AND, WE’RE BACK! My apologies for not posting in so long. The entire What’s Up Smiley office (myself, Moleskine, dancing shoes) took a siesta from social media and spent most of June traveling around Catalonia and Andalucía, Spain, laying on the beach, drinking vino tinto, and watching the Euro Cup. Several highlights from the trip included:
-Driving along the Costa Brava, the rugged coast of northeast Spain, parking along the side of the road, and walking down a cliff to a desolate cove near Tossa del Mar to jump naked into cool, crystal clear green water, followed by a picnic lunch on the rocks of Penedès vino tinto, pan, tomate, queso manchego, olives, and jamón serrano so delicious my Jewish self wondered why the hell I had been avoiding ham all these years. Turned out the cove was not so desolate, and was a featured stop on a local boat cruise, so at least fifteen people were fortunate to see three (handsome) young men enjoying themselves—that a woman snapped a photo of my pale white buttocks was reaffirming.
-Waking up with the sunrise after falling asleep with the stars, camping in the woods near Cap de Creus Natural Park, and reading The Hunger Games as daylight broke in our makeshift tent (which consisted of a transparent plastic paint tarp tied by rope to two trees for shelter—Katniss would have been proud), followed by a morning swim in the soothing Mediterranean Sea and breakfast on the beach (crackers, queso manchego, tangerines).
-Enjoying an evening sunset throwing a frisbee with my friend Kevin in the company of Gaudí’s tiled love seats in Parc Güell in Barcelona, only to run into a kid I grew up with that I hadn’t seen since high school—he was in town for the Sonar Music Festival and kindly put us on the guest list for his DJ set the following day. The next night, it was two in the morning and I had been dancing on the beach for about five hours to Soul Clap, and received an invitation to attend a music festival in Budapest later this summer (no, I don’t play music at all, but my new Hungarian friends insisted I did or should and told me I had to come to Budapest in August, all expenses paid).
-Standing in awe while drinking “cerveza birra amigo” in a plaza in Barceloneta as a baby (seriously) not more than one year-old, who five minutes after breastfeeding from his mother, proceeded to throw fire crackers several feet away from me to celebrate Festival de Sant Joan, Barcelona’s summer solstice celebration. There were at least a half dozen moments that night when I nearly hit the deck scared shitless, having to remind myself that the constant explosions were not bombs or gunshots and I was not in a war zone or season four of The Wire, but children (and their mothers and grandmothers) were lighting off the loudest fireworks I have ever heard to celebrate the longest day of the year. With all due respect to the Fourth of July, Sant Joan puts Independence Day to shame—with constant (literally constant) lights exploding on every block and in every plaza in the city from dusk to dawn.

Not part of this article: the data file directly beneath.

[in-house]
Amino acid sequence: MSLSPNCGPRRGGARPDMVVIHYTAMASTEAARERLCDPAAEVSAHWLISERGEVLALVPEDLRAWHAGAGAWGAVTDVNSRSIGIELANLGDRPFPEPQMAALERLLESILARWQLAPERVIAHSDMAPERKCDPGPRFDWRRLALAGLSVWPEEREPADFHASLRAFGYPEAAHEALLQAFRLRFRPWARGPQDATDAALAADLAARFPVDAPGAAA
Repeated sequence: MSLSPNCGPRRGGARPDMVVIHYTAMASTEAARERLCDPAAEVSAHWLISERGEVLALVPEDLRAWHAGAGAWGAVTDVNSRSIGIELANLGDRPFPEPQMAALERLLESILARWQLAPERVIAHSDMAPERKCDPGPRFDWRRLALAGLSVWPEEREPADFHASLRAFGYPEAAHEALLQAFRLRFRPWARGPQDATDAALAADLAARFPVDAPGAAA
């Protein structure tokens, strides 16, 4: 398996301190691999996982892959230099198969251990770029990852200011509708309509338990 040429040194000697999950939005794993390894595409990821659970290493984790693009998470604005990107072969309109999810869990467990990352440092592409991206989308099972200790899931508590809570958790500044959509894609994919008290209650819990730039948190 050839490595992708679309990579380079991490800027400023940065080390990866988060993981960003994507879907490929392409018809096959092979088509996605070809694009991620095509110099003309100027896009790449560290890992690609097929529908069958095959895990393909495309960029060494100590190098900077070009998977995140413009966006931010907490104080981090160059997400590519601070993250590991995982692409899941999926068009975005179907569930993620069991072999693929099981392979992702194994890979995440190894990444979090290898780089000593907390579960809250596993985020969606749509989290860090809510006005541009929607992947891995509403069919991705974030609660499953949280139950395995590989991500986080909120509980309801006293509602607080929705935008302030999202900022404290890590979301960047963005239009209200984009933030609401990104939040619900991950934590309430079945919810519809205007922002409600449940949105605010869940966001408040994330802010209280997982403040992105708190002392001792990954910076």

-Falling asleep under the cool afternoon shade of a palm tree in the pristinely beautiful gardens of La Alhambra in Granada, dreaming of the geometry of ancient civilization, water dripping slowly from the fountain of life, turquoise mosaics, stars and crescents, artists carving stories into arches, and endless fields of Andalusian orange trees.
While daydreaming in Granada, I imagined about living in a world that once was, and how we would live our lives today if today were like back then, so intricate and so precise and so enchantingly beautiful. What would we design? What would we build? How would we live?
Perhaps time would move more slowly, perhaps we would move more slowly, perhaps we would pay more attention to detail, to ourselves. Often on my trip, whether at La Alhambra or La Sagrada Familia, I noticed American (and Chinese) tour groups being shuffled, hastily, from photo op to photo op. I constantly wondered why they were moving so fast. Where were they going next? There is no “next” after La Alhambra, that’s it. It’s the encore. It’s perfection.
These people were not even taking composed or thoughtful pictures; they were being shuttled from guide book highlight to guide book highlight so quickly that I wouldn’t be surprised if most of their photos were blurry, and had the tour guide or other random tourists in the foreground. “Honey, this is La Sagrada Familia. Antoni Gaudí started working on it 1883 and they are still working on finishing it and will be for at least another fifteen years—and we were there for about twenty-five minutes, and here is a photo of some overweight dude named Jack (or was his name Barry?) wearing a hideous ‘NASCAR’ T-shirt, completely blocking Gaudí’s sun-kissed stained glass windows.”
I think if he were around today, Gaudí, or the 14th century builders of La Alhambra, might tell us to slow down and stop moving so quickly. Stop looking at your phone. Turn off your phone. Be quiet. Be still. Breathe. Listen. Listen to the arched walls of this place, listen to the space and the light and the math and the design and the wisdom and the greatness and the blue blending with the orange connecting with the green intersecting with the star with the water with the trees. Listen to yourself.
Travel quenches a thirst for life that nothing else can provide. It allows you to experience ancient civilizations and beautiful landscapes for the first time, as if you were the only person on the earth, as if the entire universe existed just for your pleasure. Hopefully I can create travel’s powerful sensations of slowing down, being present, living in the moment, listening to my surroundings, and listening to myself, in the course of my day-to-day life back in the brutally-fast-moving Estados Unidos. Or maybe I’ll just move to Granada, eat free tapas, and daydream under the palm trees until the polar ice caps melt or the World Cup begins.